This proposed thematic issue of Oxford German Studies (https://www.tandfonline.com/toc/yogs20/current) deals with the relationship between space and identity in German-language minority literature outside of Germany, Austria and Switzerland from multilingual areas in Europe such as South Tyrol, Luxembourg, East Belgium, Northern Schleswig; Transylvania, Bukovina, Alsace, Silesia written after 1990. The discourses of national belonging, of cultural self-definition and self-understanding which come to the fore in these literary texts, will be the object of the issue. In the post-national constellation of Europe, a vigorous resurgence of German minority culture can be observed. The changing minority-majority relationship after the disappearance of the Iron Curtain and the related processes of Europeanization of opportunity structures for the political and cultural mobilization of language minorities has given a strong impetus to the visibility of minority literature. The border regions and enclaves the German-language authors write from play an important role in their conception of Europe as a multi-centered space of democratic values. In their heterotopical writing, they reflect a variety of possible relationships to German culture as well as of the cultural, literary, and historical contexts of the countries of which they are citizens. Their literary significance cannot be grasped solely in relationship of one regional or national space of belonging. The protagonists in the novels or lyrical personae in the poems of these authors often collect experiences of space, piece them together into a patchwork, and endow them with value by drawing connections over time and space. From their personal transcultural locations formed out of multiple connections and allegiances, each protagonist reinvents the space he inhabits, endowing it with deeply personal meaning coloured by the diverse cultural strands deriving from his experience. Paradigmatically, the German-Hungarian poet Valeria Koch, calls this transcultural and translingual space the “Land von Nirgendwo und Irgendwo” (1994). Yet, the transitive European dimensions of these texts – e.g. East Belgian author Freddy Derwahl’s magnificent Bosch in Belgien (2006) – has been largely neglected by German Studies, often depicting them as nostalgic, self-reflexive provincial literature.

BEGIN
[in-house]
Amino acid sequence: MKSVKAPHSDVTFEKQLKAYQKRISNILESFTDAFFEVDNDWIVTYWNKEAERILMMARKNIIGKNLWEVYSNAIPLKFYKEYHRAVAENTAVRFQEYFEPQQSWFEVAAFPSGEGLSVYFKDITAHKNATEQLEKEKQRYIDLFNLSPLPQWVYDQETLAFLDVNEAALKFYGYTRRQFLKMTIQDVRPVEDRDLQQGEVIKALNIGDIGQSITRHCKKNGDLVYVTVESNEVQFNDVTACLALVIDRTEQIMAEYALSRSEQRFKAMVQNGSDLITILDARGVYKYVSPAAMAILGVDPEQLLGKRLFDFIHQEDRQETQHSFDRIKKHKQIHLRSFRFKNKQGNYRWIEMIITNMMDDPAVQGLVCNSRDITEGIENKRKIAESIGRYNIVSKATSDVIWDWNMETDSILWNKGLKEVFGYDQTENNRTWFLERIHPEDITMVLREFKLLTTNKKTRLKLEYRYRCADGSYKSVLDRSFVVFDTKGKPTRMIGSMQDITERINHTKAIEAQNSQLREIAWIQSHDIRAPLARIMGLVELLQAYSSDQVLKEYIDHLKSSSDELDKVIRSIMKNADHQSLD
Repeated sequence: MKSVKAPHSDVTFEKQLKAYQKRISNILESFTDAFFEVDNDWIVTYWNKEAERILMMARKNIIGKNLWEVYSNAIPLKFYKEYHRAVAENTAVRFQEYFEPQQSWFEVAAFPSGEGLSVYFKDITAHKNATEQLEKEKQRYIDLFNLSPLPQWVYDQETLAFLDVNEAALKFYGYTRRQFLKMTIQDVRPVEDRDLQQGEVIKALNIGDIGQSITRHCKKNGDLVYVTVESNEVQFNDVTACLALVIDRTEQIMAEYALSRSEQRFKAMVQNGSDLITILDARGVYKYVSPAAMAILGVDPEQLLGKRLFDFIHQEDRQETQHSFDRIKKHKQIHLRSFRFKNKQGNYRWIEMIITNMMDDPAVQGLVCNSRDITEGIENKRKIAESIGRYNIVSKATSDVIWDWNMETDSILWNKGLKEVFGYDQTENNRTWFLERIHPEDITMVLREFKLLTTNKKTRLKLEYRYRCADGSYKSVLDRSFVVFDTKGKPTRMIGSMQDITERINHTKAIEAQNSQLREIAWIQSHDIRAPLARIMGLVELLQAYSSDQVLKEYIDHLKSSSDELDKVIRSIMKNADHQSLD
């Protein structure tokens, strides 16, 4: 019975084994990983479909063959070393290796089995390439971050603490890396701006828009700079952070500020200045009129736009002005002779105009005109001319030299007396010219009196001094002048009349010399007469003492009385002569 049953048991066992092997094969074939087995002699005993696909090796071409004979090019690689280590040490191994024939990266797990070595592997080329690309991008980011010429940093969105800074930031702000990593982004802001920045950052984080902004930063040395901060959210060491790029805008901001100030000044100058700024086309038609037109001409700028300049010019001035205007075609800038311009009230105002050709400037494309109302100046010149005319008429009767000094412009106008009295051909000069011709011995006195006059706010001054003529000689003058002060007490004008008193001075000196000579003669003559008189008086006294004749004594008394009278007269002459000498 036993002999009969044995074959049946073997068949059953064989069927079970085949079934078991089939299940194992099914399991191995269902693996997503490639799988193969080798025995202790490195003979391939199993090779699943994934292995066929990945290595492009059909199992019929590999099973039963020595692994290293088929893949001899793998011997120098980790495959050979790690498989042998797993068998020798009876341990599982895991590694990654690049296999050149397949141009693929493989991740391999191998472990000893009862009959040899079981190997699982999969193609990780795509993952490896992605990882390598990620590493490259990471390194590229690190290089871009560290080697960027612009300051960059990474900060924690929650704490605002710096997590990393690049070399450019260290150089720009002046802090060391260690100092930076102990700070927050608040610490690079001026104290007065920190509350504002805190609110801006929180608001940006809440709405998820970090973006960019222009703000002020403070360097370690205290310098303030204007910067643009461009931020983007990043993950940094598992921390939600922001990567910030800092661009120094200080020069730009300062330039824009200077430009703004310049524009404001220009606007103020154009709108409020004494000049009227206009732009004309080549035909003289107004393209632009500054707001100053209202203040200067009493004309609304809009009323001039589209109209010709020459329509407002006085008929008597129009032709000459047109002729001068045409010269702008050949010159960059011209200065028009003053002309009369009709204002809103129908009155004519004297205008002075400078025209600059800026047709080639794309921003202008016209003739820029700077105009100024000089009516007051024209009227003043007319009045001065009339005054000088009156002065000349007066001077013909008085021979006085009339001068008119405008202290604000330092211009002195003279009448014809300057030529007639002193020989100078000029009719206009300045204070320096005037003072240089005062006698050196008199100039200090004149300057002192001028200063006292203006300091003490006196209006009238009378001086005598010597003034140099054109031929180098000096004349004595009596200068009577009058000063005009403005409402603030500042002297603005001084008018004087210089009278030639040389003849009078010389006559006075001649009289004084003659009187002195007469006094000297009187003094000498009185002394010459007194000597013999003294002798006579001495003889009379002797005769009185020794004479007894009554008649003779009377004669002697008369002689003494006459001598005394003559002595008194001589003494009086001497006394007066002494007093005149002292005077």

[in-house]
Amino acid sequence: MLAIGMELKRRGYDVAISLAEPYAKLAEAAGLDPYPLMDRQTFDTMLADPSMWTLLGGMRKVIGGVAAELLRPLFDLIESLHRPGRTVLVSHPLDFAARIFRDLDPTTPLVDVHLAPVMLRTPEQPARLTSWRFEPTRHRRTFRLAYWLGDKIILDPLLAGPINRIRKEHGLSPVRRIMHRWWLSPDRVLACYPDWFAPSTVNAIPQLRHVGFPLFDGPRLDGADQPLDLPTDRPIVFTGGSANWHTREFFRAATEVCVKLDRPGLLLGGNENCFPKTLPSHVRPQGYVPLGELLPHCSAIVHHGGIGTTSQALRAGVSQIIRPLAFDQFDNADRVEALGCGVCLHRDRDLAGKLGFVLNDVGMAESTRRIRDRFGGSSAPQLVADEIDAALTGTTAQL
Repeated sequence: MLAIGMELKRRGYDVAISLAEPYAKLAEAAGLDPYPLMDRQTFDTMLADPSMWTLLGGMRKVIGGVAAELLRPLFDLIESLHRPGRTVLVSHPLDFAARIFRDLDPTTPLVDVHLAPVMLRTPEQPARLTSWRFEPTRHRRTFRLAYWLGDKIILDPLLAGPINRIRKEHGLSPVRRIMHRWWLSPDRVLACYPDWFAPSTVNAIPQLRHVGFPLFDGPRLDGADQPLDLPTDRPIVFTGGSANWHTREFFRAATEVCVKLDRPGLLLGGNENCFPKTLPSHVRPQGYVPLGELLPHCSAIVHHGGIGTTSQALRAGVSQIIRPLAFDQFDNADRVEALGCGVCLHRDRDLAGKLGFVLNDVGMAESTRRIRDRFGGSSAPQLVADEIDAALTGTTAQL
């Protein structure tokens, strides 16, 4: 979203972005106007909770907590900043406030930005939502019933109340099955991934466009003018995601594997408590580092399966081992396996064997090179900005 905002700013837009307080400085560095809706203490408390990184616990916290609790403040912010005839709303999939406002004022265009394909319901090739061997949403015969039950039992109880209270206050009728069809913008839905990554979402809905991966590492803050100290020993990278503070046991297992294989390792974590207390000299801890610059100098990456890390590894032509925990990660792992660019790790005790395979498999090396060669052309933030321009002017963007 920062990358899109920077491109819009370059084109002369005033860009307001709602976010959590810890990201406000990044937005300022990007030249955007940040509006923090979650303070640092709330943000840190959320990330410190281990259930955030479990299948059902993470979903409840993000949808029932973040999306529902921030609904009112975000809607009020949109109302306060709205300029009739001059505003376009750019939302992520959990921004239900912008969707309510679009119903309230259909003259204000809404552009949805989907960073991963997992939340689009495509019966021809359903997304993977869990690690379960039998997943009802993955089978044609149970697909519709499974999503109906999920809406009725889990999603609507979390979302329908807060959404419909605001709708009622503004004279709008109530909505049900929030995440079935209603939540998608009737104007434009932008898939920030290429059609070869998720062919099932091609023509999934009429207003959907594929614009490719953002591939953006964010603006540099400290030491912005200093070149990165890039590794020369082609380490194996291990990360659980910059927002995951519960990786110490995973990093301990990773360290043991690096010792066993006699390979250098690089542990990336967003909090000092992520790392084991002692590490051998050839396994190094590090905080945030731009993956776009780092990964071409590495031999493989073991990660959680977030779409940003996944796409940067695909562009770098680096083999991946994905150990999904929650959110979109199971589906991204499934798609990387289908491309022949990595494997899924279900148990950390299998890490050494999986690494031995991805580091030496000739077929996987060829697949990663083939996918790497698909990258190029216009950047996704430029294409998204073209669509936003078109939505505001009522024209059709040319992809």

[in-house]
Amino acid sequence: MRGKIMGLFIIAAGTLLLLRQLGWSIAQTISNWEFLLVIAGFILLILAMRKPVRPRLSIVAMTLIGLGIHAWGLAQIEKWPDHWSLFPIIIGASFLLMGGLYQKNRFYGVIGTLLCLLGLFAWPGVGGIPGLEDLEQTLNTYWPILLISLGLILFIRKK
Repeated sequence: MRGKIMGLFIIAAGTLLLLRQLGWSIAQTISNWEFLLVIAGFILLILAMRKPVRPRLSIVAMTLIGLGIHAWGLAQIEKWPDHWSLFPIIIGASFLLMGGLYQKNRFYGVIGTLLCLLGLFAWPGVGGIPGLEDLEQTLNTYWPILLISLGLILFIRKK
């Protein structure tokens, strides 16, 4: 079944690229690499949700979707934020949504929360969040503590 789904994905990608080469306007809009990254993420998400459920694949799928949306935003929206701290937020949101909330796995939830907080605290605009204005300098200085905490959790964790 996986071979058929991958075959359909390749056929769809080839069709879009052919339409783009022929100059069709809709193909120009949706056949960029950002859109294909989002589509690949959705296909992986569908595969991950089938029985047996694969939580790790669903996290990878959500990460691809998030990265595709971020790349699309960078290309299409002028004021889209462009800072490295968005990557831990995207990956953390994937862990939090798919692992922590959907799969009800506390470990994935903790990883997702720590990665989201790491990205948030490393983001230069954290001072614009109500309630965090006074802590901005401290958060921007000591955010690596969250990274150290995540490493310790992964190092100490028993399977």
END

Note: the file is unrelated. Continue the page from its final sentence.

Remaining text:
This thematic issue has one primary and two secondary aims. The primary aim: Through a close reading of selected literary texts (prose and poetry), contributions will discuss the status of the literary representation of minority culture as a space (be it geographic, cultural, linguistic, political, social, ethnic, institutional, ideological, or aesthetic) in which global and local forces interact. Through issues such as dwelling and displacement, dialect and multilingualism, country side and city, periphery and centre, regionalism and national identity, they will investigate how aesthetic forms and cultural expressions engage with and shape the ongoing redefinition of collective identity represented in minority literature. Thus, the special issue aims at reworking the topics of locality and place while recalling the historical events of their dislocation as key moments of collective memory and identity. The link between space and identity can hardly be overlooked: The field of contemporary German-language minority literature in Europe – and specifically in Eastern Europe – is littered with memories of German guilt as well as of spatial images of flight, expulsion, and exile on the one hand and of marginalization and isolation as ‘Hitler’s fifth column’ (M. Zeman) on the other hand.